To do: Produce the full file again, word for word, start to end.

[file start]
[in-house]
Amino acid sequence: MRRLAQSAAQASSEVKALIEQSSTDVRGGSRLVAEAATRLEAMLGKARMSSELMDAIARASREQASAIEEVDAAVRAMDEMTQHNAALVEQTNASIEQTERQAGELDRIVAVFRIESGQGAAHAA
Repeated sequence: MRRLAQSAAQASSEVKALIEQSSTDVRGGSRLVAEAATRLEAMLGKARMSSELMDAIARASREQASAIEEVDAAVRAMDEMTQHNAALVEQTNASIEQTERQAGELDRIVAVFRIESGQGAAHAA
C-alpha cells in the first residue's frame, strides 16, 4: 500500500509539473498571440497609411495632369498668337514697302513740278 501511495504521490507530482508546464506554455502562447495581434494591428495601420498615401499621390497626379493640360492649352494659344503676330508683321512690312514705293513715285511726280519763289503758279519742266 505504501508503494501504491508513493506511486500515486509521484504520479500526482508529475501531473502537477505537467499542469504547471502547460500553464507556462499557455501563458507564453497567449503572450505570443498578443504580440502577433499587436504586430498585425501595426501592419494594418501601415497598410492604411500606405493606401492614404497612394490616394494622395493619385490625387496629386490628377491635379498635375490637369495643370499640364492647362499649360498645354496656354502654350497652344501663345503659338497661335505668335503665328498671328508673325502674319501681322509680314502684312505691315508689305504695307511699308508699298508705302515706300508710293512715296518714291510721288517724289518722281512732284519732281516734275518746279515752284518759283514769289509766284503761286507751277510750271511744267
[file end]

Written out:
[in-house]
Amino acid sequence: MRRLAQSAAQASSEVKALIEQSSTDVRGGSRLVAEAATRLEAMLGKARMSSELMDAIARASREQASAIEEVDAAVRAMDEMTQHNAALVEQTNASIEQTERQAGELDRIVAVFRIESGQGAAHAA
Repeated sequence: MRRLAQSAAQASSEVKALIEQSSTDVRGGSRLVAEAATRLEAMLGKARMSSELMDAIARASREQASAIEEVDAAVRAMDEMTQHNAALVEQTNASIEQTERQAGELDRIVAVFRIESGQGAAHAA
C-alpha cells in the first residue's frame, strides 16, 4: 500500500509539473498571440497609411495632369498668337514697302513740278 501511495504521490507530482508546464506554455502562447495581434494591428495601420498615401499621390497626379493640360492649352494659344503676330508683321512690312514705293513715285511726280519763289503758279519742266 505504501508503494501504491508513493506511486500515486509521484504520479500526482508529475501531473502537477505537467499542469504547471502547460500553464507556462499557455501563458507564453497567449503572450505570443498578443504580440502577433499587436504586430498585425501595426501592419494594418501601415497598410492604411500606405493606401492614404497612394490616394494622395493619385490625387496629386490628377491635379498635375490637369495643370499640364492647362499649360498645354496656354502654350497652344501663345503659338497661335505668335503665328498671328508673325502674319501681322509680314502684312505691315508689305504695307511699308508699298508705302515706300508710293512715296518714291510721288517724289518722281512732284519732281516734275518746279515752284518759283514769289509766284503761286507751277510750271511744267